The other night I was browsing through Netflix’s vast library looking for a movie to watch. I couldn’t find anything that I was in the mood to watch, so I caved into choosing one of their suggested movies for me. I ended up watching Goon, a little known 2011 sports comedy that I must have ignored a thousand times before. I thought it was just a random hockey flick starring Stifler. I’m really glad that I was wrong. Seann William Scott plays Doug Glatt, a nice guy and self aware dummy with a skill for fisticuffs. His talent is enough to get him a gig as an enforcer with a minor league hockey team. He can hardly skate but he knows how to punch, and his love of the game transforms his team from a rag tag bunch of losers into playoff contenders. It sounds cliche. It kind of is. There’s even a tacked on romantic subplot.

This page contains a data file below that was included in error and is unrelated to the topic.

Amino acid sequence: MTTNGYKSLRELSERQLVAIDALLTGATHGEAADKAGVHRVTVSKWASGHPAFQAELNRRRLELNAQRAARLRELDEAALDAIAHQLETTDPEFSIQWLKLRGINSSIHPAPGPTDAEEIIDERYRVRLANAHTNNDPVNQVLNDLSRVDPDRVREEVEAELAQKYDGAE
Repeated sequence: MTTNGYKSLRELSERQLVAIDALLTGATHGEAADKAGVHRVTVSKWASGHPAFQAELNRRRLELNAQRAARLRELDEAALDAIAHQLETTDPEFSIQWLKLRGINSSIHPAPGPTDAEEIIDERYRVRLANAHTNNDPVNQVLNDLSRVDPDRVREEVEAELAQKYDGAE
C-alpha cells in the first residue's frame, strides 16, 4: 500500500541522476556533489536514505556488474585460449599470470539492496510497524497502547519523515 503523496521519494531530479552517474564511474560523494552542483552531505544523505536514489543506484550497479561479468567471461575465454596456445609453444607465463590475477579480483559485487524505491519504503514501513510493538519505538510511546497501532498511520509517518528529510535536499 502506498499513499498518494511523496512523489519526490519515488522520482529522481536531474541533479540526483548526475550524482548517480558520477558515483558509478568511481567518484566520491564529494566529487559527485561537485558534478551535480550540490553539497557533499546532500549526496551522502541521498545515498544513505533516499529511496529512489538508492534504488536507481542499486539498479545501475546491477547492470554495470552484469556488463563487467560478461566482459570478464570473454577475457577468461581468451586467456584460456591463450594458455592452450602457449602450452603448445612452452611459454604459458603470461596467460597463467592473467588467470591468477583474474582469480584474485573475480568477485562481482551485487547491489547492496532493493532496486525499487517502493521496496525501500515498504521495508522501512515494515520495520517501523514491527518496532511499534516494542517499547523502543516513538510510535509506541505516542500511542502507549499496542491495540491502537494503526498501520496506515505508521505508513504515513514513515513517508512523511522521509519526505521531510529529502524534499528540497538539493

But it’s good. It’s really funny, there’s a lot of action, it’s sappy when it needs to be, and it’s genuine. You can’t fake honesty. Jay Baruchel cowrote the movie, and he costars in it. It was a passion project of his and it shows. He’s even tacked on to direct the sequel. Liev Schreiber plays a rival enforcer on another team and provides a lot of enjoyable drama as you await the inevitable matchup between the two gladiators. Alison Pill plays the imperfect love interest. Eugene Levy plays the awkward dad. Marc-André Grondin plays the cocky teammate who squandered his talent and only plays for himself. Kim Coates plays the coach who tries to control his players and get them to work as a team. It’s a solid movie with a solid cast and the film deserves a lot more attention.
So I decided to blog about Goon in order to get the word out. Good movies deserve to be watched. Goon is a good movie. I was a little late to find out about it, but I still beat you to it if you haven’t seen it yet. And if you haven’t seen it yet, you should. It’s worth it. I promise.
Critically Rated at 13/17
Written, Rated, and Reviewed by Brendan H. Young